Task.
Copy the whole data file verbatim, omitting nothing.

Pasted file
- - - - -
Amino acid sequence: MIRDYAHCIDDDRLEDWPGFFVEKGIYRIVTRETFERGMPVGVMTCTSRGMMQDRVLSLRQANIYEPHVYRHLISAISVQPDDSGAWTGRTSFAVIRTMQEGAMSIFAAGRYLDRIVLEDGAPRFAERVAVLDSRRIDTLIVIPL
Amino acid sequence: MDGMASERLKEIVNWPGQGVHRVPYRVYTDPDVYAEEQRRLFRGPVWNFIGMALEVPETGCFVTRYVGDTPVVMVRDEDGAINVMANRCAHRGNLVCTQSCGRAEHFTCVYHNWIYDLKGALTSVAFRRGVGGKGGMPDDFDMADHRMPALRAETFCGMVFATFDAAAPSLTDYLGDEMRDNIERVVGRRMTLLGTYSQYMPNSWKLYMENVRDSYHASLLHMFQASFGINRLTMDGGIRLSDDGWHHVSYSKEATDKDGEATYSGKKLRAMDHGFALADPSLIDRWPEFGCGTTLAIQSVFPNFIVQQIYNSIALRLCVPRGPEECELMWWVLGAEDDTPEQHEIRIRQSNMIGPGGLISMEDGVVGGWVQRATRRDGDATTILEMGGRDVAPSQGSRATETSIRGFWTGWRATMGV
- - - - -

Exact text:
Amino acid sequence: MIRDYAHCIDDDRLEDWPGFFVEKGIYRIVTRETFERGMPVGVMTCTSRGMMQDRVLSLRQANIYEPHVYRHLISAISVQPDDSGAWTGRTSFAVIRTMQEGAMSIFAAGRYLDRIVLEDGAPRFAERVAVLDSRRIDTLIVIPL
Amino acid sequence: MDGMASERLKEIVNWPGQGVHRVPYRVYTDPDVYAEEQRRLFRGPVWNFIGMALEVPETGCFVTRYVGDTPVVMVRDEDGAINVMANRCAHRGNLVCTQSCGRAEHFTCVYHNWIYDLKGALTSVAFRRGVGGKGGMPDDFDMADHRMPALRAETFCGMVFATFDAAAPSLTDYLGDEMRDNIERVVGRRMTLLGTYSQYMPNSWKLYMENVRDSYHASLLHMFQASFGINRLTMDGGIRLSDDGWHHVSYSKEATDKDGEATYSGKKLRAMDHGFALADPSLIDRWPEFGCGTTLAIQSVFPNFIVQQIYNSIALRLCVPRGPEECELMWWVLGAEDDTPEQHEIRIRQSNMIGPGGLISMEDGVVGGWVQRATRRDGDATTILEMGGRDVAPSQGSRATETSIRGFWTGWRATMGV